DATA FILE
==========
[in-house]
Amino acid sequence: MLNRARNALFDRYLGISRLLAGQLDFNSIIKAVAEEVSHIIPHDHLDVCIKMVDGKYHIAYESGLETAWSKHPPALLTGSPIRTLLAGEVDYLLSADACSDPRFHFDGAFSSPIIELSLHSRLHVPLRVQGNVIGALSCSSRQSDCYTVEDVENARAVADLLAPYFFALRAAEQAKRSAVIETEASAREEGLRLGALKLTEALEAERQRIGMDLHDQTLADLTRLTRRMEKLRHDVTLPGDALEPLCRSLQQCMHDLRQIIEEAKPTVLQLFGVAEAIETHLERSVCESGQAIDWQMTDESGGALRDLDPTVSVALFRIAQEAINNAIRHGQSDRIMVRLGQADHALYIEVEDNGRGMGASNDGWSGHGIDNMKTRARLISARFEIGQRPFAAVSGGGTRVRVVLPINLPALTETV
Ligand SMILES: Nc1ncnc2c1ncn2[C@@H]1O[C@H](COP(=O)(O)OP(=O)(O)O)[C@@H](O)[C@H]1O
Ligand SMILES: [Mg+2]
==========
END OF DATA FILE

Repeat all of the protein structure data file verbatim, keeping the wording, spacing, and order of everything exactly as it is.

[in-house]
Amino acid sequence: MLNRARNALFDRYLGISRLLAGQLDFNSIIKAVAEEVSHIIPHDHLDVCIKMVDGKYHIAYESGLETAWSKHPPALLTGSPIRTLLAGEVDYLLSADACSDPRFHFDGAFSSPIIELSLHSRLHVPLRVQGNVIGALSCSSRQSDCYTVEDVENARAVADLLAPYFFALRAAEQAKRSAVIETEASAREEGLRLGALKLTEALEAERQRIGMDLHDQTLADLTRLTRRMEKLRHDVTLPGDALEPLCRSLQQCMHDLRQIIEEAKPTVLQLFGVAEAIETHLERSVCESGQAIDWQMTDESGGALRDLDPTVSVALFRIAQEAINNAIRHGQSDRIMVRLGQADHALYIEVEDNGRGMGASNDGWSGHGIDNMKTRARLISARFEIGQRPFAAVSGGGTRVRVVLPINLPALTETV
Ligand SMILES: Nc1ncnc2c1ncn2[C@@H]1O[C@H](COP(=O)(O)OP(=O)(O)O)[C@@H](O)[C@H]1O
Ligand SMILES: [Mg+2]